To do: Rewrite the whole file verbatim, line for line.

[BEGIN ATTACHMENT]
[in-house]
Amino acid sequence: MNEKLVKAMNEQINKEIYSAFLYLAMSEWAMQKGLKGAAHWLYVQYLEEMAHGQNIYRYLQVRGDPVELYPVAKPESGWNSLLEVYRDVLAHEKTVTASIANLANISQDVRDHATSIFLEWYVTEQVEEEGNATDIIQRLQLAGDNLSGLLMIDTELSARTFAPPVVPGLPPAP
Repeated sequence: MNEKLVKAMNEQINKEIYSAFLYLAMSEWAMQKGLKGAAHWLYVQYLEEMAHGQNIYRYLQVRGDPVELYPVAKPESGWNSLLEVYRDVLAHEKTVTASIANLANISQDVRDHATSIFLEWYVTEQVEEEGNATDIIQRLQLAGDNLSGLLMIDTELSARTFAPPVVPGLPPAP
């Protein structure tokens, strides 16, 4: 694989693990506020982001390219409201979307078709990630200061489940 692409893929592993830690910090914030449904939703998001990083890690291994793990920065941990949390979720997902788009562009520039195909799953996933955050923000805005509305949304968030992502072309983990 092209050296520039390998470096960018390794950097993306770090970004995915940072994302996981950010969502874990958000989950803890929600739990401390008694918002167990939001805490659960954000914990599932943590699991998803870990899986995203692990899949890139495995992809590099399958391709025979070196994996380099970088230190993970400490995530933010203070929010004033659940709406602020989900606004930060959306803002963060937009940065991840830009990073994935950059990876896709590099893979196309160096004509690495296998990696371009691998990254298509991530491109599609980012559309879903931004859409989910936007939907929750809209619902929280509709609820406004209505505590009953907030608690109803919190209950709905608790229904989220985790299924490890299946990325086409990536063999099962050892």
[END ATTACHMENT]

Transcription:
[in-house]
Amino acid sequence: MNEKLVKAMNEQINKEIYSAFLYLAMSEWAMQKGLKGAAHWLYVQYLEEMAHGQNIYRYLQVRGDPVELYPVAKPESGWNSLLEVYRDVLAHEKTVTASIANLANISQDVRDHATSIFLEWYVTEQVEEEGNATDIIQRLQLAGDNLSGLLMIDTELSARTFAPPVVPGLPPAP
Repeated sequence: MNEKLVKAMNEQINKEIYSAFLYLAMSEWAMQKGLKGAAHWLYVQYLEEMAHGQNIYRYLQVRGDPVELYPVAKPESGWNSLLEVYRDVLAHEKTVTASIANLANISQDVRDHATSIFLEWYVTEQVEEEGNATDIIQRLQLAGDNLSGLLMIDTELSARTFAPPVVPGLPPAP
């Protein structure tokens, strides 16, 4: 694989693990506020982001390219409201979307078709990630200061489940 692409893929592993830690910090914030449904939703998001990083890690291994793990920065941990949390979720997902788009562009520039195909799953996933955050923000805005509305949304968030992502072309983990 092209050296520039390998470096960018390794950097993306770090970004995915940072994302996981950010969502874990958000989950803890929600739990401390008694918002167990939001805490659960954000914990599932943590699991998803870990899986995203692990899949890139495995992809590099399958391709025979070196994996380099970088230190993970400490995530933010203070929010004033659940709406602020989900606004930060959306803002963060937009940065991840830009990073994935950059990876896709590099893979196309160096004509690495296998990696371009691998990254298509991530491109599609980012559309879903931004859409989910936007939907929750809209619902929280509709609820406004209505505590009953907030608690109803919190209950709905608790229904989220985790299924490890299946990325086409990536063999099962050892």